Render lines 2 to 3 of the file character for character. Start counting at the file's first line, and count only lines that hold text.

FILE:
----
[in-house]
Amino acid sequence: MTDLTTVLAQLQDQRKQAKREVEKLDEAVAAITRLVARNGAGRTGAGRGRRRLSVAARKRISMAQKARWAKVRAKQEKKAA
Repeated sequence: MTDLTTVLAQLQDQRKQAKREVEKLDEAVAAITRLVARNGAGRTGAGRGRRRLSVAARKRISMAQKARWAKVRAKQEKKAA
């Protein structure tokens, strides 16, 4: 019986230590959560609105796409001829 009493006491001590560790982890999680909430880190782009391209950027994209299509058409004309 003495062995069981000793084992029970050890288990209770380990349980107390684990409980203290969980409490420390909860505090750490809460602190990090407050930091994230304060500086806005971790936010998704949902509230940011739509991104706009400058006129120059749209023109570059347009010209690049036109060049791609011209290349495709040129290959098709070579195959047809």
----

Amino acid sequence: MTDLTTVLAQLQDQRKQAKREVEKLDEAVAAITRLVARNGAGRTGAGRGRRRLSVAARKRISMAQKARWAKVRAKQEKKAA
Repeated sequence: MTDLTTVLAQLQDQRKQAKREVEKLDEAVAAITRLVARNGAGRTGAGRGRRRLSVAARKRISMAQKARWAKVRAKQEKKAA